The Marlins continue to be in the market for a catching upgrade, reports the Miami Herald’s Barry Jackson. Skipper Don Mattingly more or less confirmed that’ll be a priority this winter, responding to questions about the team’s incumbent catching situation, noting that “It’s an area we’re looking at. It’s fairly safe to say it was some kind of message when we grabbed two catchers at the trade deadline.”
Mattingly’s rather plain assessment doesn’t bode well for the team’s current group of catchers, who combined for a wRC+ of 57 that ranked third-worst in all of baseball. Things weren’t much brighter on the defensive side of things either, as the unit posted -6 DRS.
Miami’s starting catcher, Jorge Alfaro, may find himself in the most trouble after posting -9 DRS and a 69 OPS+ over the past two seasons. The former Rangers and Phillies prospect has showed mixed progress in his tenure as a Marlin, as he has incrementally improved his year-over-year hard-hit rate and flashed a cannon that resulted in a 43% caught stealing rate. Still, Alfaro has regularly posted strikeout rates above 30%, has been walking less every year since 2018, and undid some of his defensive good by allowing a league-high 13 passed balls in 2021.
Further working against Alfaro is his rising salary through arbitration, for which he is eligible a second time this offseason. As a smaller market team, Miami is unlikely to dedicate a portion of its payroll to a player who is establishing a pattern of underperformance; a non-tender of Alfaro this offseason has seemed likely for quite some time.
With Alfaro’s stock dipping and #2 catcher Sandy Leon unlikely to be retained as well, the Marlins have playing time to spare at the position. In-house candidates include the aforementioned deadline pickups: Alex Jackson and Payton Henry. The former wasn’t able to replicate his most recent 1.060 OPS Triple-A performance while the latter couldn’t build on a more modest .741 OPS performance across the minors last year. Another Miami catcher, Nick Fortes, impressed offensively in a 14-game debut but also carries a limited track record of offensive prowess in the minors.
General manager Kim Ng and CEO Derek Jeter suggested last week the club anticipated dipping into the free agent market to address the team’s lackluster offense. As MLBTR’s Darragh McDonald recently explored, however, the upcoming offseason offers a very thin crop of options behind the dish.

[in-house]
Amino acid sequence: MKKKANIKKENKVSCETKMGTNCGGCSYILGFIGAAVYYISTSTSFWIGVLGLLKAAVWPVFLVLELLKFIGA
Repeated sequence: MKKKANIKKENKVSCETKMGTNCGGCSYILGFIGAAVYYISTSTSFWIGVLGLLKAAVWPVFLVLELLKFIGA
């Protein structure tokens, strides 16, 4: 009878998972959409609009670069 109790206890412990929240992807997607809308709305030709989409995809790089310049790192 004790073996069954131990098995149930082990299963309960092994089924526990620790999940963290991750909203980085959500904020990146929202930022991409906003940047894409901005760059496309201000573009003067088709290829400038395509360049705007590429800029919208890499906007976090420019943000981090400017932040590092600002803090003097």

That could suggest Miami’s more likely to turn to the trade market to add help from outside the organization. The Fish had some discussions with the Cubs regarding Willson Contreras last offseason, and it wouldn’t be a surprise if the sides revisited those talks this winter with Chicago having torn down the big league roster substantially in recent months. Contreras is only one season away from free agency, though, and it’s arguable the Miami front office should focus more on longer-term options coming off a 67-95 campaign.
Turning to some other plausible trade candidates, teams figure to call the Diamondbacks regarding Carson Kelly and the Pirates about Jacob Stallings this winter, although it’s not clear either player will be made available. Both Arizona and Pittsburgh look hard-pressed to contend in 2022, but there’s no indication either of Kelly or Stallings proved attainable at this past summer’s trade deadline.
Kelly got off to a scorching start to the year before he fractured his wrist on a hit-by-pitch in mid-June. His production absolutely cratered upon his return, with the injury seemingly having a lingering impact on his power. It’d be relatively easy for Miami (or any other club) to talk themselves into Kelly regaining his early-season form after an offseason to recover, although the D-Backs’ front office may prefer to hang onto Kelly into next season in anticipation of a bounceback themselves. He’s entering his second of four years of arbitration eligibility and will be entitled to a raise on this season’s $1.7MM salary.
Stallings has been one of the game’s most reliable defensive catchers for the past few seasons. The 31-year-old rather remarkably didn’t commit a single passed ball in 892 innings last season (which would make for a marked change from Alfaro’s receiving issues). He also hit at a solid level for a catcher (.246/.335/.369 over 427 plate appearances). That’d make him an appealing trade target, but Stallings comes with an additional three seasons of arbitration control himself and Pittsburgh hasn’t seem inclined to move him in the past.
The Fish could also look into more creative trade possibilities. The Blue Jays have a glut of young catchers at or near the big league level; the Twins could make Mitch Garver available to open more regular playing time for Ryan Jeffers; the Mariners might listen on one of Tom Murphy or Luis Torrens with prospect Cal Raleigh at the big league level. It seems highly likely the Marlins will make some form of addition behind the plate, with Mattingly’s assessment of the situation only lending further credence to the idea of a forthcoming shakeup at the position.